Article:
Iemma’s deal with the Coalition opens a new phase in the drawn-out fight against NSW electricity privatisation. The defeat of Labor's arrogant Macquarie Street clique was a victory for the campaign against the sell-off: without the mobilisation of community opinion and the numerous community meetings this year about the ins and outs of power privatisation there would not have been the 702-107 NSW ALP conference vote against the sell-off in May.
It is also doubtful whether 14 Labor MPs could have been persuaded to oppose it in parliament. But the campaign must not relax: if it is to win it must plan for a worst-case scenario in the September session of parliament — an auditor-general’s report that allows a Iemma-Coalition majority to vote through the sell-off. Here, it would be of great use to the campaign if the NSW ALP Administrative Committee applied the big stick to Iemma’s ministerial clique of Labor rats for flouting party policy.
That message should be made crystal clear when Iemma fronts the committee in early July. It wouldn’t be the first time a NSW ALP premier has been shown the door by the party. In 1916, Premier William Holman was forced out of the party for supporting conscription, only to join up with Labor’s traditional conservative opponents to continue in office as a leader of a “Nationalist” government. In the short term, Holman lorded over a shrunken group of Labor MPs. However, the conscription split did not put the ALP out of office in NSW — the party returned to win the 1920 election.
State-wide mass protest However, a win against the privatisers is only certain if this fight mobilises the 85% state-wide opposition to the sell-off in industrial and community action. We need to continue informing and mobilising the mass sentiment against the sell-off. This includes multiplying the suburban stalls, the pickets of MPs’ offices and challenging MPs to face their electors.
But we also have to continue to push for a state-wide day of action against privatisation, to be launched by a cross-union delegates’ meeting convened by Unions NSW or the public sector unions. Preparation for such a protest has to include mass leafleting of railway, bus and ferry stations and public sector workplaces. With Iemma and Costa’s surrender to the Coalition, Unions NSW now has to refocus on the industrial and community campaign that was put on the backburner during the last two months of lobbying ALP MPs.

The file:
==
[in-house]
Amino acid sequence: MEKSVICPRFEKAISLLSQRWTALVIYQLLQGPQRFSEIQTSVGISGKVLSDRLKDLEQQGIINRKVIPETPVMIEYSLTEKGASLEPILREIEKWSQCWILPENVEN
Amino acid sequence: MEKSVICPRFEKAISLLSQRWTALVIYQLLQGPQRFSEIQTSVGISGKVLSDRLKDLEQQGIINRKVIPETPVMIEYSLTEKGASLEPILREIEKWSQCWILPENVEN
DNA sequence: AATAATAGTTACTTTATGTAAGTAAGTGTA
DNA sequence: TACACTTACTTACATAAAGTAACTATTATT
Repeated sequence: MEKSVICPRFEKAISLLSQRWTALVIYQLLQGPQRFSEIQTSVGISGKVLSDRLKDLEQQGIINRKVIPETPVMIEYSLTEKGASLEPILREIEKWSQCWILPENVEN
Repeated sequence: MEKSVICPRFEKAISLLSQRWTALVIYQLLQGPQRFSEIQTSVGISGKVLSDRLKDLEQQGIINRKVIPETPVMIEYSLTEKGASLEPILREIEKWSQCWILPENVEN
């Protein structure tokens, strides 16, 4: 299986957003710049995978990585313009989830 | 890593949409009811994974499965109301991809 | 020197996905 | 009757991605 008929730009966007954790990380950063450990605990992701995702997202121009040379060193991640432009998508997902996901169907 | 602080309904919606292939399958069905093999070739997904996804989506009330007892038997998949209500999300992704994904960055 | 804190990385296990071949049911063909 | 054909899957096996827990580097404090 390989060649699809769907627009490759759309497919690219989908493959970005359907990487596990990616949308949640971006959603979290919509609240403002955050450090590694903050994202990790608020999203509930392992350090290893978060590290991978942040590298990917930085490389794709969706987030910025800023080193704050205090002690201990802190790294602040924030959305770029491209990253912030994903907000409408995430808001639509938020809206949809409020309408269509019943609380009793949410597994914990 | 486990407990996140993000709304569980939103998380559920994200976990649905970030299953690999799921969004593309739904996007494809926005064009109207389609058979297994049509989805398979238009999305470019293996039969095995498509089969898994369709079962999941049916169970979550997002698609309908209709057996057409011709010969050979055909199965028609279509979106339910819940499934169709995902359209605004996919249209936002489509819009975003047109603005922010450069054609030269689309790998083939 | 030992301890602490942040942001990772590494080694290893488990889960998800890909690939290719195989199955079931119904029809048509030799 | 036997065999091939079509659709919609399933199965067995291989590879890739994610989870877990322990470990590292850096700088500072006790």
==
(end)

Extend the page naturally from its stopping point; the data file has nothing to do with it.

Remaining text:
It is critical that planning starts now for a mass protest rally outside the NSW parliament when the September session begins. The Sydney Power to the People group is planning for a “Super Saturday” of suburban stalls on August 16 and a monster public meeting against the sell-off on August 30.
For its part, the Socialist Alliance in NSW will be putting its heart and soul into the campaign over the next few months, and is encouraging everyone to get involved. For details visit the Socialist Alliance web site at . Meetings of the Sydney Power to the People group take place every Wednesday at 7pm in the AMWU building, Chalmers Street, Surry Hills. For details contact Colin Drane on 0419 698 396.
[Dick Nichols is the national convener of the Socialist Alliance.]
From: Comment & Analysis, Green Left Weekly issue #756 25 June 2008.